NuFern, the East Granby company first approved for the Bradley Development Zone, held a grand opening for its expanded facility Friday.
The event was attended by local and state officials as well as members of the Connecticut Airport Authority, which approved NuFern’s inclusion in the development zone.
The company designs and manufactures specialty optical fibers, fiber lasers and amplifiers, sells them globally and expanded its facility from 65,000 to 95,000 square feet. The expansion will also mean an additional 54 jobs, officials said.
“Everyone is ready to take that proverbial next step with the new tools we put in place,” Martin Seifert, NuFern president, said.
Seifert said the company must compete on a national and international level. NuFern has to work hard to stay ahead of its competitors.
“We must work smarter, change faster and stay ahead technologically,” he said.
The airport authority’s efforts will help bring new air carriers to the area, which will expand economic growth, Seifert said.
James M. Hayden, East Granby first selectman and chairman of the Bradley Development League, congratulated NuFern and said the company’s expansion means good, high paying jobs for the region.
“And nothing short of wonderful things,” Hayden said.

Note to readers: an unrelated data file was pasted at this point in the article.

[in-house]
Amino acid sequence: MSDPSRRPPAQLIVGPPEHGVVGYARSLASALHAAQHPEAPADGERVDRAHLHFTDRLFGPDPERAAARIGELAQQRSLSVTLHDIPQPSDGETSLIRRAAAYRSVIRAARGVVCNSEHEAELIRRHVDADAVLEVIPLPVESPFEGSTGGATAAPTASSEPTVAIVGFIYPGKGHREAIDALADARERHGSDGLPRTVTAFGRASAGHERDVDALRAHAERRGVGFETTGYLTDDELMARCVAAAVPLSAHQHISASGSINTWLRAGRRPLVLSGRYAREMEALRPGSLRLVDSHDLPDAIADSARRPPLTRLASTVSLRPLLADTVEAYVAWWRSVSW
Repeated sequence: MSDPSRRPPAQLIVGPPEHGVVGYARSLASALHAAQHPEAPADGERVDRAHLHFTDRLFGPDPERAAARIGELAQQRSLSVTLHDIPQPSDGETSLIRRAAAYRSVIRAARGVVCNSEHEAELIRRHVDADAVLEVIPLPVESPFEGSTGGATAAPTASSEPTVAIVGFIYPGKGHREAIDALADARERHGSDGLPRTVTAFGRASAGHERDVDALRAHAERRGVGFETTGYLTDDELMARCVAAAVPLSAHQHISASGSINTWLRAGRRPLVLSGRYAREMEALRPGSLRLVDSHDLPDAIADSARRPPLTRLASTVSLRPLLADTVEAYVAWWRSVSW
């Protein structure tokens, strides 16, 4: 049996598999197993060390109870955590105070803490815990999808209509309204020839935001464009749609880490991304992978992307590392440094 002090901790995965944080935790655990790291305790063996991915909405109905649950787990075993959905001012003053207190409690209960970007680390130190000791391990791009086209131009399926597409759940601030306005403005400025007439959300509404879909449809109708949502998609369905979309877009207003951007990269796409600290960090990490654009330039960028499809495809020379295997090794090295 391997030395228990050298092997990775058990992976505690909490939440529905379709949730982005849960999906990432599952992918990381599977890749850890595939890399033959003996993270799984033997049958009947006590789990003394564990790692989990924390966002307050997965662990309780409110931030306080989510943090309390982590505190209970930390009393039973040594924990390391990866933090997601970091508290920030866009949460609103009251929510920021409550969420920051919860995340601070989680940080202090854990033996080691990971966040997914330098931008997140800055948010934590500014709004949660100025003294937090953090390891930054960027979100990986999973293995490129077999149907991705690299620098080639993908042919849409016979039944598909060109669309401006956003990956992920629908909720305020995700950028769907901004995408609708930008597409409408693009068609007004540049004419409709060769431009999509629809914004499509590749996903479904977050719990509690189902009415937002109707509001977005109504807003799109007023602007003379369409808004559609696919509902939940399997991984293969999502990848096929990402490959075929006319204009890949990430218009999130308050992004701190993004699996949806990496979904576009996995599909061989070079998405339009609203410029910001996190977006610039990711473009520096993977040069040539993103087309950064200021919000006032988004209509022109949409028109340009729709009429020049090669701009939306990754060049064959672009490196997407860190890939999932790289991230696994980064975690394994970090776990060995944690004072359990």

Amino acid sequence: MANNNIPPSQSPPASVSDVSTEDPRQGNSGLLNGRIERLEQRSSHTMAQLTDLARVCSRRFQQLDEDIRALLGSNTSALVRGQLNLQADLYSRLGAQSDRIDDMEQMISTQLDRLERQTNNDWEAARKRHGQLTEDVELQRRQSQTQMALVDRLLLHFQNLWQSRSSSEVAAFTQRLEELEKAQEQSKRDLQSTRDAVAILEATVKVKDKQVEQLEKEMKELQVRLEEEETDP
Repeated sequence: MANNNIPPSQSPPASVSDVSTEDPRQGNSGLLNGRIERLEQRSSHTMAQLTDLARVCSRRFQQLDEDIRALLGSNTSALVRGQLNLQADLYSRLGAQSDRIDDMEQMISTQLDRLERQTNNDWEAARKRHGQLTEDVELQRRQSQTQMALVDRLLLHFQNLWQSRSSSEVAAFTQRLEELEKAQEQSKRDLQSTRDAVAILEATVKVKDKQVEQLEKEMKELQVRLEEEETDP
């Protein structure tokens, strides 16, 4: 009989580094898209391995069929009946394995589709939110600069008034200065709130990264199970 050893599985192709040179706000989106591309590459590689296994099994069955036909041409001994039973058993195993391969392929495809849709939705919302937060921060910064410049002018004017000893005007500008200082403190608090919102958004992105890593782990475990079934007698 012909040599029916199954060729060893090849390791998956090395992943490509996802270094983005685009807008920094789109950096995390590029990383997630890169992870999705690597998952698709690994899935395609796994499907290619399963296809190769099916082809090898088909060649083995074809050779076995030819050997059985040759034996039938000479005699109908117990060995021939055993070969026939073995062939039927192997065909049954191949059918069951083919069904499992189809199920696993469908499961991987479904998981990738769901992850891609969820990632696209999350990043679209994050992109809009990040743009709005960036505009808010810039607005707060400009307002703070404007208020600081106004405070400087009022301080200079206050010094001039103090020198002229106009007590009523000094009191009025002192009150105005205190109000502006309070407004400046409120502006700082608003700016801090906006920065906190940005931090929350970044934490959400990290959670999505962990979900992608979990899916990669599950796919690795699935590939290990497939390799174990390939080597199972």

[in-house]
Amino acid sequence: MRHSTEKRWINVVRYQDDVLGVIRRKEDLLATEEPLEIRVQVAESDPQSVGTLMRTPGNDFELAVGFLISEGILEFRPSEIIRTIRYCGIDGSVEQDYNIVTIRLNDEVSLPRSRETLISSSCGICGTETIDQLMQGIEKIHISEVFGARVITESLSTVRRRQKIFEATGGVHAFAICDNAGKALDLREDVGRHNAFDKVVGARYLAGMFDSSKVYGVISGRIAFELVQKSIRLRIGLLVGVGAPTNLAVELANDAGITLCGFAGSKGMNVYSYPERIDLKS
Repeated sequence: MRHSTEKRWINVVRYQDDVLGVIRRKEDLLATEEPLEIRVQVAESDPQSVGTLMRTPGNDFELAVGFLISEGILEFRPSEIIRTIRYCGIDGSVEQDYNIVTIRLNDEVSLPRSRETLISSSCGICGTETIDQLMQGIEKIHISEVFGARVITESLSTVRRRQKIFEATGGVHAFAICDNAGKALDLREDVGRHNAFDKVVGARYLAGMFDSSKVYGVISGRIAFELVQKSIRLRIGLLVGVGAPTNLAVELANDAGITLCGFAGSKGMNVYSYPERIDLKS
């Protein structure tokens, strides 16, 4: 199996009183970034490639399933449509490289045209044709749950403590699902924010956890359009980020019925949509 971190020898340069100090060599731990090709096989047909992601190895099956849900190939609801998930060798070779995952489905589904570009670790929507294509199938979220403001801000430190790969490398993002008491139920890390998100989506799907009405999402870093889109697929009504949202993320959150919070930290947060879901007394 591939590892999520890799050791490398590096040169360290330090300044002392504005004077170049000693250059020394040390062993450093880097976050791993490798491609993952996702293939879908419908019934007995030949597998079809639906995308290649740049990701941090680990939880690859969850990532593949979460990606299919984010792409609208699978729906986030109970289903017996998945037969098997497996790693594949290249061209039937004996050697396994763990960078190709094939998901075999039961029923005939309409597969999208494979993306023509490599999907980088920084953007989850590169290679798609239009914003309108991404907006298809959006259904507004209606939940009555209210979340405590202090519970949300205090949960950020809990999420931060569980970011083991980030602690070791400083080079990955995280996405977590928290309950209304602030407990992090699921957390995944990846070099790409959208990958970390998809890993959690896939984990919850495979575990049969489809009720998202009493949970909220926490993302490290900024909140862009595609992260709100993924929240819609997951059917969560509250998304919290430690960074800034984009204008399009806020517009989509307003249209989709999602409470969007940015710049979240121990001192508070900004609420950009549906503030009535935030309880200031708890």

The Bradley Airport Development Zone offers tax incentives to manufacturers and other specified businesses which develop or acquire property in the zone and create jobs. A business qualifies for tax incentives associated with the program if it acquires an idle facility or constructs, substantially renovates, or expands one and uses the facility for specified uses, officials said.
Eligible uses include manufacturing, research and development related to manufacturing and work to significantly service, overhaul or rebuild machinery and equipment for industrial uses. Incentives are offered to eligible businesses located in E. Granby, Windsor, Windsor Locks and Suffield.
Karen Jarmoc, a member of the CAA board of directors, said the new quasi-state agency has been given the flexibility to help with development such as NuFern’s expansion.
“This is the kind of work the Connecticut Airport Authority is poised to do,” Jarmoc said.
Catherine Smith, commissioner of the state Department of Economic and Community Development, said NuFern has learned to adapt. It looked to the field of lasers when the fiber optics became not as profitable, Smith said.
“We can see nothing but very promising results for this company,” Smith said.